Second, chief executive Henning Kagermann said competition for web-based products, particularly in the US, had been fierce. The truth is that SAP has only recently begun to feel and be hurt by serious competition. Its core ERP product R/3, while still functionally superior, is not sufficient any more for sustained corporate financial success. SAP is stumbling, particularly in the United States, where competition from more nimble point solutions vendors like i2 Technologies, in the supply chain management (SCM) market, and Siebel Systems in the customer relationship management (CRM) market is taking its toll. It is also feeling additional pressure from direct competitors Oracle and PeopleSoft, who have been touting their extended ERP products that are allegedly integrated with their core ERP systems.

SAP America has also experienced a massive exodus of key personnel. It lost more then 300 staff members in the past year, including top executives, to companies like Siebel and Oracle, primarily due to its tardiness in granting stock options. McKay's departure is also a significant loss, as he guided the American operations during a particularly difficult period. We believe that his successor, Wolfgang Kemma, until recently managing director of SAP's German subsidiary, is only a temporary solution until a better-attuned CEO for the American market is found.

While SAP has so far failed in its attempt to transition quickly to new CRM and e-commerce technologies, it has recently been making moves in the right direction to remain competitive in the new economy. We endorse SAP's recent willingness to partner with other vendors for software components it cannot develop efficiently in-house. However, this is a notable departure from its previous strategy and will require a significant mindset change.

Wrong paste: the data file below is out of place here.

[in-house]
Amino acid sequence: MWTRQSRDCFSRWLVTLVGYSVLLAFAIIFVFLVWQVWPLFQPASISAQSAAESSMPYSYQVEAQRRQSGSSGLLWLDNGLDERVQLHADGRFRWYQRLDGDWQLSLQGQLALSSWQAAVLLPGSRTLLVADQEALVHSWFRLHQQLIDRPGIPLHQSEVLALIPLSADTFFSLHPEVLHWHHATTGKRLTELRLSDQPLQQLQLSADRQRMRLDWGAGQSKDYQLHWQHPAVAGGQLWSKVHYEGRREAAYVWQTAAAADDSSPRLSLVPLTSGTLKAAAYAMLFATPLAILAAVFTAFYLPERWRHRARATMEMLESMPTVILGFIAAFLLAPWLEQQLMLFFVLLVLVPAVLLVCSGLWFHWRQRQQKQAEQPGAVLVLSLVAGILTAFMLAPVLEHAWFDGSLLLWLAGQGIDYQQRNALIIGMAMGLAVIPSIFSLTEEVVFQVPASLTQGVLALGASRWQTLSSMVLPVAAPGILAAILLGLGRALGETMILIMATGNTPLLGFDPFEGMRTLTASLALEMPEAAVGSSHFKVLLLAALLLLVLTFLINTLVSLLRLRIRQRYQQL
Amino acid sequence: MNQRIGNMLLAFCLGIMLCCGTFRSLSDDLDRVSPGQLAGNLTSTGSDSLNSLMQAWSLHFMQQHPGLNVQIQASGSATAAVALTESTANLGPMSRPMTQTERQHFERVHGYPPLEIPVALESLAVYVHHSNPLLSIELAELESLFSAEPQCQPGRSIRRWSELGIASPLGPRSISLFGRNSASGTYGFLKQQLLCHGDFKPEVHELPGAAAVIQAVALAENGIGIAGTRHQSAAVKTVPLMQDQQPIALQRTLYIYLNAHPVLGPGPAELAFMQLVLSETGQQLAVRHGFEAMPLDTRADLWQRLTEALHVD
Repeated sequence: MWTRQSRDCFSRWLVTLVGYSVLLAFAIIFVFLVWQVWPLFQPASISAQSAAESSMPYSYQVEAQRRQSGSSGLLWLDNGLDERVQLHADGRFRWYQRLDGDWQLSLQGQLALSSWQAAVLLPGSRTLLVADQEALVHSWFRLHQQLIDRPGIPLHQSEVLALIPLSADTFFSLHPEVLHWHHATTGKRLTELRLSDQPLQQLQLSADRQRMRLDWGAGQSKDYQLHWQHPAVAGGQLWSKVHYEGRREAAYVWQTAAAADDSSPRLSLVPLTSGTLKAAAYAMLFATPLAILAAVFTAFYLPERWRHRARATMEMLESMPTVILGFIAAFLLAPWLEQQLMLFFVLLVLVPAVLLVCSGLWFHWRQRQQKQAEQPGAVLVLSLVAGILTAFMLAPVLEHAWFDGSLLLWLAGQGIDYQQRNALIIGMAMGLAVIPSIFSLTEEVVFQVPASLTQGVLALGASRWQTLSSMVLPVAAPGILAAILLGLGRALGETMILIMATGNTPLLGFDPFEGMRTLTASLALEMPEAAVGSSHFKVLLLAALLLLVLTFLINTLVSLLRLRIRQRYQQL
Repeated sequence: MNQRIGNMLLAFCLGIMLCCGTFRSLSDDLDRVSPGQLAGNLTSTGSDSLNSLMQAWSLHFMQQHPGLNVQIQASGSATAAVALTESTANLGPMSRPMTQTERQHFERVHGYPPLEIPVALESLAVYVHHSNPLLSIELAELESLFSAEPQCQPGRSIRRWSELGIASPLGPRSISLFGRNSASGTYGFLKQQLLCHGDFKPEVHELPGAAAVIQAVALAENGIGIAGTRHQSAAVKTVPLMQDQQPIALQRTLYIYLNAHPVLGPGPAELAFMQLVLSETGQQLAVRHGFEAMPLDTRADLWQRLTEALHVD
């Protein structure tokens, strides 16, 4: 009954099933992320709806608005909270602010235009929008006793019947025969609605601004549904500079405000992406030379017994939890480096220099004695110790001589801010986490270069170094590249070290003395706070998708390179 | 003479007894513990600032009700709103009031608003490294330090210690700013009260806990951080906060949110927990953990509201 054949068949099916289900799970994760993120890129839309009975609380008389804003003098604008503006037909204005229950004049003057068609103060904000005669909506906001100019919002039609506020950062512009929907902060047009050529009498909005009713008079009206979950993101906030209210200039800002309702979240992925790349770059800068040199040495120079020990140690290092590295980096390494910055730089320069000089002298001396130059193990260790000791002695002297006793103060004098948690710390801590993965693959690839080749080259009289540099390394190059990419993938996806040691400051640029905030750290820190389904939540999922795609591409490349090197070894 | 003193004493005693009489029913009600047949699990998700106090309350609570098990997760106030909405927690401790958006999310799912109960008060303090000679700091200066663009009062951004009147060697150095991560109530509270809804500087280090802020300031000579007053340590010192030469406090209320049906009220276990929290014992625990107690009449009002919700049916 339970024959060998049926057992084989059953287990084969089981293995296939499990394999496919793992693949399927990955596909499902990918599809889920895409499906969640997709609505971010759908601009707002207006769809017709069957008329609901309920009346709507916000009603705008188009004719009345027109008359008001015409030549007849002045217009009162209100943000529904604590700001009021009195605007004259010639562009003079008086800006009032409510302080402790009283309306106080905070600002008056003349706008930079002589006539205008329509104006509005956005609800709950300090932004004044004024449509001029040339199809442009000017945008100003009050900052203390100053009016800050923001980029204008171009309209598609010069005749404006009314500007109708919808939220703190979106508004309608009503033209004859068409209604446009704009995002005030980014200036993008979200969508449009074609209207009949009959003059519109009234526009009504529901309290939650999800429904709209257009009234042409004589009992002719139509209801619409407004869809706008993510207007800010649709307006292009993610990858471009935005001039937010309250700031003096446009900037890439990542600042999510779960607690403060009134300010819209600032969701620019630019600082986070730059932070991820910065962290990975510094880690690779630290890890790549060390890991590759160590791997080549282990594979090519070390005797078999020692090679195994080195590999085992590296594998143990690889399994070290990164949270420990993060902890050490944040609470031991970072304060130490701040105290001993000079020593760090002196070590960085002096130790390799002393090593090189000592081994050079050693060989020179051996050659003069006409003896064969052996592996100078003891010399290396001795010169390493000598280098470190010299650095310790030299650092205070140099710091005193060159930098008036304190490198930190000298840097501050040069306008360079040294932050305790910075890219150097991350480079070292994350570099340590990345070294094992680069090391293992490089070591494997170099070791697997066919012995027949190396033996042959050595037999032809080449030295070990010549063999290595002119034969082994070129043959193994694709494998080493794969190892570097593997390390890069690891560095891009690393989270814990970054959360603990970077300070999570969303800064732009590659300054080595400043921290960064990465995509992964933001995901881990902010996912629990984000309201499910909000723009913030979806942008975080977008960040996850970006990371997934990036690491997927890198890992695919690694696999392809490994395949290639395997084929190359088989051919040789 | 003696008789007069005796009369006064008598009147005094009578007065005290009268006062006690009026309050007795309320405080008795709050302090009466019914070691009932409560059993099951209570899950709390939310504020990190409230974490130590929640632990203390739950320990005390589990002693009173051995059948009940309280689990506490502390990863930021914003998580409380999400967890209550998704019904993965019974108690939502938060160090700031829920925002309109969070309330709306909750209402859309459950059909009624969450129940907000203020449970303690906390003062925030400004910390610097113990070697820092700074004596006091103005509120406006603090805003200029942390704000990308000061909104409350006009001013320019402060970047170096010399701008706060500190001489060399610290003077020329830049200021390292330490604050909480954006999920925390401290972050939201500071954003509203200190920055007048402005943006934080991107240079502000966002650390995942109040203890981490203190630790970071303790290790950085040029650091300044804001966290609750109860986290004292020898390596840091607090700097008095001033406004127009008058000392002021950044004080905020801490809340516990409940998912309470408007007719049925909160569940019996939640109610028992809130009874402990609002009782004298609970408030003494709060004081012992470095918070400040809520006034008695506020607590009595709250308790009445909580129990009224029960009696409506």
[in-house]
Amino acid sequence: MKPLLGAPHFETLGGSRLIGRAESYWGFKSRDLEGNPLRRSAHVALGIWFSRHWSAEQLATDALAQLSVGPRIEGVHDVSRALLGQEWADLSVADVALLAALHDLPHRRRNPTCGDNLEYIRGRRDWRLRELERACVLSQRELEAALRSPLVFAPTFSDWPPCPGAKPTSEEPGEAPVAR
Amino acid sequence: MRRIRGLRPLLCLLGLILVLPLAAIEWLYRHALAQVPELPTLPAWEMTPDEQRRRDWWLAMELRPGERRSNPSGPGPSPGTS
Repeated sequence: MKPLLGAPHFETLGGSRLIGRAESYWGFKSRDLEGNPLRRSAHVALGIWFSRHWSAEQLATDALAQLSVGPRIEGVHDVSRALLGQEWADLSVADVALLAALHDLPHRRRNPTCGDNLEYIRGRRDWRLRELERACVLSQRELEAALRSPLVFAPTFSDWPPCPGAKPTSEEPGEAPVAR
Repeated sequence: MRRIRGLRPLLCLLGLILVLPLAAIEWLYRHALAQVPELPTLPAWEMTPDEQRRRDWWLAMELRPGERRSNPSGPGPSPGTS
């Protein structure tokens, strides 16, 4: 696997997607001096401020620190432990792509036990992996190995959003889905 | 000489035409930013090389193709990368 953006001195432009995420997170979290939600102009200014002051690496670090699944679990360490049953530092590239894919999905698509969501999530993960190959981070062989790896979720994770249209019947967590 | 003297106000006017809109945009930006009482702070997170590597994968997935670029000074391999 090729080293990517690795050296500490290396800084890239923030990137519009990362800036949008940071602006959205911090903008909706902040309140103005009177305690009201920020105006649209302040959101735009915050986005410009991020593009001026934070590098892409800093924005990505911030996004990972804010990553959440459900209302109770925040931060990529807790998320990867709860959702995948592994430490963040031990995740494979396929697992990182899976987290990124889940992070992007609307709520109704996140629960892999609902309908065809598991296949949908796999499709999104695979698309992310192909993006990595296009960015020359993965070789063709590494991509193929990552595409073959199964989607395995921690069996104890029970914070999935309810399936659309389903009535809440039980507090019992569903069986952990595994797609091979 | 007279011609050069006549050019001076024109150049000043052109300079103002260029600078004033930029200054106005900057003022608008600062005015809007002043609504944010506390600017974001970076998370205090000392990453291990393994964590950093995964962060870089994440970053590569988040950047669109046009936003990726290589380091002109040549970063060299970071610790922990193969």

SAP should also carefully reevaluate its mySAP.com product migration strategy from current R/3 instances, in order not to alienate and disillusion its loyal customer base. mySAP.com has allegedly met resistance because SAP's licensing model requires that existing customers re-license its R/3 software. Some customers may see this as only another hefty investment with little added value other than improving a previously drab user interface. SAP competitors are only begging for a surge of similar news.

User Recommendations

Notwithstanding, SAP should be included on almost any initial long list for global extended-ERP selections. SAP remains the ERP leader, and its strong resources and mind share give it the ability to weather impending storms much easier than most of its competitors in a similar situation.

However, existing and potential users currently evaluating SAP products, particularly its product components beyond the core R/3 ERP system, may benefit from considering already available and fully functional components from other vendors on the merits of individual components, instead of blindly following their brand loyalty (which may result in either waiting for a firm release date or putting up with sub-optimal functionality). Each component should be put through its paces using a well-documented set of requirements, scripted scenarios demonstrations and rigorous reference checking.

Future clients are also advised to request the Company's written commitment to promised functionality, general availability date, price, length of implementation, and seamless future upgrades, particularly for recently announced partnered offerings. SAP has traditionally been honest and forthright in addressing these questions.